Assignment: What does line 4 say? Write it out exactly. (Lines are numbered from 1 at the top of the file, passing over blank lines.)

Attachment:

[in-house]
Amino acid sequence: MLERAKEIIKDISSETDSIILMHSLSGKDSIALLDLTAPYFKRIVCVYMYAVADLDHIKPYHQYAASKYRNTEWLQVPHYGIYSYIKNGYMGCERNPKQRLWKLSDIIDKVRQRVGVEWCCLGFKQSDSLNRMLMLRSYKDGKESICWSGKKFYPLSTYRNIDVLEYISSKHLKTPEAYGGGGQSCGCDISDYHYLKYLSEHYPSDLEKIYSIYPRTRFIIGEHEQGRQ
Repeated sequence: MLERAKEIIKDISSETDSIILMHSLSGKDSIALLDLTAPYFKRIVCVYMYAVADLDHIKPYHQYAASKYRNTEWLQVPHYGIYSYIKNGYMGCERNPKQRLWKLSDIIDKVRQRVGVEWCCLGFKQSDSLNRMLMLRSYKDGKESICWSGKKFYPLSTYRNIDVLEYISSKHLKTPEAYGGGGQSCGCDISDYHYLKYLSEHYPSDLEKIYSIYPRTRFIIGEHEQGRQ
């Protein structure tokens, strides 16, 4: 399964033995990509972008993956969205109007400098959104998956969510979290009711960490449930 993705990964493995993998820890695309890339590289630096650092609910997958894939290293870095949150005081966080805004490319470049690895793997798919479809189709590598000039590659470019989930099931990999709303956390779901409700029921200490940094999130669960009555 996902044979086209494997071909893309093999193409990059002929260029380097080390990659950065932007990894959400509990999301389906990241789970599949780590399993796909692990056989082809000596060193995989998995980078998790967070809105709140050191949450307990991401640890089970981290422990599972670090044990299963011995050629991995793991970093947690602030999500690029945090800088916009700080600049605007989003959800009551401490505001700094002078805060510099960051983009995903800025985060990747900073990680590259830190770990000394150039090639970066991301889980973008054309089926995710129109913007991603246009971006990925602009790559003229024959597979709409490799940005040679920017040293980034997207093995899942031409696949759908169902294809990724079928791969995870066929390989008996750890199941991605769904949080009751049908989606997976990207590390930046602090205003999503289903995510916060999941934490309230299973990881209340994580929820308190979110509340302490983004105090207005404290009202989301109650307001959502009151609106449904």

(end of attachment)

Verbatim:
């Protein structure tokens, strides 16, 4: 399964033995990509972008993956969205109007400098959104998956969510979290009711960490449930 993705990964493995993998820890695309890339590289630096650092609910997958894939290293870095949150005081966080805004490319470049690895793997798919479809189709590598000039590659470019989930099931990999709303956390779901409700029921200490940094999130669960009555 996902044979086209494997071909893309093999193409990059002929260029380097080390990659950065932007990894959400509990999301389906990241789970599949780590399993796909692990056989082809000596060193995989998995980078998790967070809105709140050191949450307990991401640890089970981290422990599972670090044990299963011995050629991995793991970093947690602030999500690029945090800088916009700080600049605007989003959800009551401490505001700094002078805060510099960051983009995903800025985060990747900073990680590259830190770990000394150039090639970066991301889980973008054309089926995710129109913007991603246009971006990925602009790559003229024959597979709409490799940005040679920017040293980034997207093995899942031409696949759908169902294809990724079928791969995870066929390989008996750890199941991605769904949080009751049908989606997976990207590390930046602090205003999503289903995510916060999941934490309230299973990881209340994580929820308190979110509340302490983004105090207005404290009202989301109650307001959502009151609106449904």